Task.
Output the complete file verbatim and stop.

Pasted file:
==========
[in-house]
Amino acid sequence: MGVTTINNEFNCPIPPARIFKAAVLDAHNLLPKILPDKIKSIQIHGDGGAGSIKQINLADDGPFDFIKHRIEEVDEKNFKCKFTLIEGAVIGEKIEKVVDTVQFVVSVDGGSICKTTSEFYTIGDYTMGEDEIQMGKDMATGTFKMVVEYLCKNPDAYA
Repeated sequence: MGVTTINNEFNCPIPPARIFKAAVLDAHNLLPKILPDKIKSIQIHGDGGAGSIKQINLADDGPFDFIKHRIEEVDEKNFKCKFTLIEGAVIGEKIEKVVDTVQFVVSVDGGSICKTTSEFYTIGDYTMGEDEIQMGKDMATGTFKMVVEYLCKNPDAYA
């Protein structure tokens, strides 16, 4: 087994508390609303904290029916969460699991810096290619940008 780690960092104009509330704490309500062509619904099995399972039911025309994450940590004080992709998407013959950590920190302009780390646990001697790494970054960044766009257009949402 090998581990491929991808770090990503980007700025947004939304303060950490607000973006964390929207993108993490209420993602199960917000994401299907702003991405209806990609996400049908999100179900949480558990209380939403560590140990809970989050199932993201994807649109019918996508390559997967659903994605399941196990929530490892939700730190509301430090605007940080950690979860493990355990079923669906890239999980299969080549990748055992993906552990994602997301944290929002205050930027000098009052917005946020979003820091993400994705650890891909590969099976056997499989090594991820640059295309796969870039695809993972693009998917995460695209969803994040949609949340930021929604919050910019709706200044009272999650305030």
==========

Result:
[in-house]
Amino acid sequence: MGVTTINNEFNCPIPPARIFKAAVLDAHNLLPKILPDKIKSIQIHGDGGAGSIKQINLADDGPFDFIKHRIEEVDEKNFKCKFTLIEGAVIGEKIEKVVDTVQFVVSVDGGSICKTTSEFYTIGDYTMGEDEIQMGKDMATGTFKMVVEYLCKNPDAYA
Repeated sequence: MGVTTINNEFNCPIPPARIFKAAVLDAHNLLPKILPDKIKSIQIHGDGGAGSIKQINLADDGPFDFIKHRIEEVDEKNFKCKFTLIEGAVIGEKIEKVVDTVQFVVSVDGGSICKTTSEFYTIGDYTMGEDEIQMGKDMATGTFKMVVEYLCKNPDAYA
């Protein structure tokens, strides 16, 4: 087994508390609303904290029916969460699991810096290619940008 780690960092104009509330704490309500062509619904099995399972039911025309994450940590004080992709998407013959950590920190302009780390646990001697790494970054960044766009257009949402 090998581990491929991808770090990503980007700025947004939304303060950490607000973006964390929207993108993490209420993602199960917000994401299907702003991405209806990609996400049908999100179900949480558990209380939403560590140990809970989050199932993201994807649109019918996508390559997967659903994605399941196990929530490892939700730190509301430090605007940080950690979860493990355990079923669906890239999980299969080549990748055992993906552990994602997301944290929002205050930027000098009052917005946020979003820091993400994705650890891909590969099976056997499989090594991820640059295309796969870039695809993972693009998917995460695209969803994040949609949340930021929604919050910019709706200044009272999650305030």